In 2004, I had an opportunity to help organize and produce the National Hip-Hop Political Convention. There I met hundreds of grassroots activists from all over the country doing incredible work. No one waited or cared about the results of any study to roll their sleeves up and get involved in affecting real change. From prisoner rights groups to reproductive health activists, these young people were on it and truly involved in the communities some people only talk about it. Why not work with them and frame new perspectives and solutions? Some scholars actually do this and believe in the value of collaboration over mere research.

One amazing woman I met briefly was Adrienne Brown, an activist from Detroit and current Director of the Ruckus Society and a National Coordinator of the 2010 US Social Forum. Reflecting on a short story by Ursula K. Lee entitled “The Ones Who Walk Away From Omelas”, Adrienne recently wrote an analysis of Lee’s work. Her words stay with me. She says “we must transform ourselves to transform the world. We have a moral imperative to reject happiness or luxury that relies on the systemic dehumanization of another – even if we don’t know what the alternative might be. We have to be willing to confront and walk away from systems founded in inequality…and we need to evolve our community organizing practices to be collaborative, not competitive.”

Is the academic community ready for that? Should policy decisions be made based on intellectual pap? I know lots of brilliant people who can do this effectively. If the academic community seeks to define our communities it should be done by intellectuals who inspire, support and create solution oriented action in a forward direction. And they need to really think out of the box. We don’t need Moynihan revisited – at all.

Notable Newarker #3: An Interview with Allen Kwabena Frimpong

1. When did you move to Newark, NJ? What brought you to the city?

April 29, 2009, was the date I moved back to Newark– from Piscataway (yeah I am giving P-Way a shout out)–to be exact. It’s funny how I can recall the exact date, right, but I think it was an abrupt transition in my life when I decided to return back to my birthplace. My parents were selling their house and going their separate ways and I just was making a huge transition in my profession starting to do international organizing work in the drug policy field all while returning to school to get my masters in urban planning. It was the right opportunity to actually live life on my own, so like Elaine Brown, of the former Black Panther Party says, I had to ‘seize the time’.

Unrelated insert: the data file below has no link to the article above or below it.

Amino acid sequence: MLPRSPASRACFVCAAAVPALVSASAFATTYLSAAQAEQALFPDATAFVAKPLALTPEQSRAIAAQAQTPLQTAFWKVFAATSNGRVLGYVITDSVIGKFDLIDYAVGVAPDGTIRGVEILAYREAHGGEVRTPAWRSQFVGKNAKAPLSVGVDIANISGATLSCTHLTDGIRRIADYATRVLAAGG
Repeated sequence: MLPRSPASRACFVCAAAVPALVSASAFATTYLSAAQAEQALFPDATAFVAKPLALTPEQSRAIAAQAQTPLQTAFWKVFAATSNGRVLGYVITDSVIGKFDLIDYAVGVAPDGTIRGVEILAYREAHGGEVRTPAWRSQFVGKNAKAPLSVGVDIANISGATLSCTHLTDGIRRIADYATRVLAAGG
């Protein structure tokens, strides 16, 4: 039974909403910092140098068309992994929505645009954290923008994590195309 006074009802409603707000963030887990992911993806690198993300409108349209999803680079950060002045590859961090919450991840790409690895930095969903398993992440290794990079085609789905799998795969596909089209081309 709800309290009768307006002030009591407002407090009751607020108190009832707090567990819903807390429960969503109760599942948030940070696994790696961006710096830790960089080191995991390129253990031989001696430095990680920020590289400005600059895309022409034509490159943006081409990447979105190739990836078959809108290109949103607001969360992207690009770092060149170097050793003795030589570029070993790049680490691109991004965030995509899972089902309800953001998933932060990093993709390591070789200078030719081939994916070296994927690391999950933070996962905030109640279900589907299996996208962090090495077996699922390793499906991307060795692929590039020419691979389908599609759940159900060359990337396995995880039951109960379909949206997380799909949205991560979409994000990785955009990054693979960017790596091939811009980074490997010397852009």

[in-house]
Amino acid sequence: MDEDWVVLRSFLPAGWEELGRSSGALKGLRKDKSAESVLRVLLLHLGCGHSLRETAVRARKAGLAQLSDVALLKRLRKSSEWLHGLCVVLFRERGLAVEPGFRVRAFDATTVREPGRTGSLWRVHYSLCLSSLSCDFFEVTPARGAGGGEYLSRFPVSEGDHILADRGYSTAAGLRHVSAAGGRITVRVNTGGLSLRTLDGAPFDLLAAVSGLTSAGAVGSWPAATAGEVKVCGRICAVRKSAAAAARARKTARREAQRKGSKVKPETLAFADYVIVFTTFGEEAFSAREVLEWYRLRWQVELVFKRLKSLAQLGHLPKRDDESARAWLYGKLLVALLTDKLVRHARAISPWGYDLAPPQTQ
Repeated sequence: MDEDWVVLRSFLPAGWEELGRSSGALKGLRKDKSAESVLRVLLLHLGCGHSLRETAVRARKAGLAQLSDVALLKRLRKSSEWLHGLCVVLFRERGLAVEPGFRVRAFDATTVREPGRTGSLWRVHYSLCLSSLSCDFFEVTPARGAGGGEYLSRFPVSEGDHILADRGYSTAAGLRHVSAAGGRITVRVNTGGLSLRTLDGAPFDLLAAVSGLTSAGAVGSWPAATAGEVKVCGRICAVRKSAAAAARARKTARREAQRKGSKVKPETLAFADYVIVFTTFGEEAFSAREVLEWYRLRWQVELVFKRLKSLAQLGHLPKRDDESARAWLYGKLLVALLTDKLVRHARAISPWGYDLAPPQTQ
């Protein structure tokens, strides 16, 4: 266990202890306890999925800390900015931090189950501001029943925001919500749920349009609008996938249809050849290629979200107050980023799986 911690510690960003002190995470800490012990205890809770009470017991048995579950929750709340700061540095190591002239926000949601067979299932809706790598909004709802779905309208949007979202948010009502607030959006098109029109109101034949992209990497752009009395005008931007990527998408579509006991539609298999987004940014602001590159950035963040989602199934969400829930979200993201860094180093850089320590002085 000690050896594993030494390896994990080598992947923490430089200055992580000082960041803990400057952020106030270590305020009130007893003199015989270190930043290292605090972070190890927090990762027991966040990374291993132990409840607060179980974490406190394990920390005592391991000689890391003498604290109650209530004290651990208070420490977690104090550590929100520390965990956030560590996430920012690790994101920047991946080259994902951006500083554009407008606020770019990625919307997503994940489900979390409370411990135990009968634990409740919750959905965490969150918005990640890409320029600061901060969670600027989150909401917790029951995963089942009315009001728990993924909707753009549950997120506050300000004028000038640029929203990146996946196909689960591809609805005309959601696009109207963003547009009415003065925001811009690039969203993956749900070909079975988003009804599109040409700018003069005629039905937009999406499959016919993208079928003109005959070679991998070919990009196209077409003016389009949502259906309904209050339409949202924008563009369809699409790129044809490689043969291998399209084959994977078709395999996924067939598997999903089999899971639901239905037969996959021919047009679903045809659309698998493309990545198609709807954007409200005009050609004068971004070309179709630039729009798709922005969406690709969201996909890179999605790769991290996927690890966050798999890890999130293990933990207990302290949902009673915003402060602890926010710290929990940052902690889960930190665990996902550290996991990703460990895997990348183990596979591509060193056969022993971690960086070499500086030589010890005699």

I had done some prior organizing work in Newark with young people for about two years. I had worked with several community-based organizations and schools conducting focus groups and interviews with young people from all walks of life. A lot of my engagement with social justice issues has been centered on public health.  At the time, I was a Fellow at Young People 4, a program of the People for the American Way, where I worked with the Harm Reduction Coalition in New York City. The Harm Reduction Coalition is an organization that promotes the health and dignity of those affected by drug use through advocacy and education. I was responsible for the creation of an initiative for young people to address issues of drug use called Brick Rebuilding (play off of Brick City..or “brick” aka a kg of drugs- rebuilding the knowledge and understanding we have about drugs and drug use). Before this I had made some really solid relationships with other Newark residents in helping coordinating outreach to people who were homeless in Newark in addressing issues around housing, food, their rights -basic needs. I think a lot of that engagement with folks was different for me in that I was really having exchanges with people that usually I wouldn’t be having – because they were homeless and on the streets. These lived experiences were really teachable moments for me, and the new friendships that came out of those experiences is what really pulled me to return to Newark.

2. How is Newark different from other places that you have lived? What characteristics are unique to Newark?

I think Newark is going through growing pains. In some ways healthy, in others not so much. You section off the side of town that borders the city where you can clearly see that the town has green grass and gates with ranch style houses (i.e Montclair), but then where the border of the town is…is the city with a sign that says welcome to Newark with abandoned housing, cracks in the concrete with cracked bottles. It’s a patchwork of those images mixed together. It’s going through attempts to be gentrified. Newark to me is a forced mixture of those two environments, and I feel like the people reflect that forced mixed environment. As there are people who move in and out of the city who most likely work for places like city government or Prudential..transient groups of people who don’t have homes, people who are invested in the city with friends, family, or maybe even lack thereof and those who are just trying to survive given their circumstances. Cities and towns are designed-it’s almost like being in a state of what is called cognitive dissonance where you know what the norms are, you know how people act, behave and when they are introduced to a new concept that they feel may or may not be of benefit to them..they are at a state of maybe confusion or resistance in some way, and I feel like that is how I see Newark. It’s the fear of the unknown.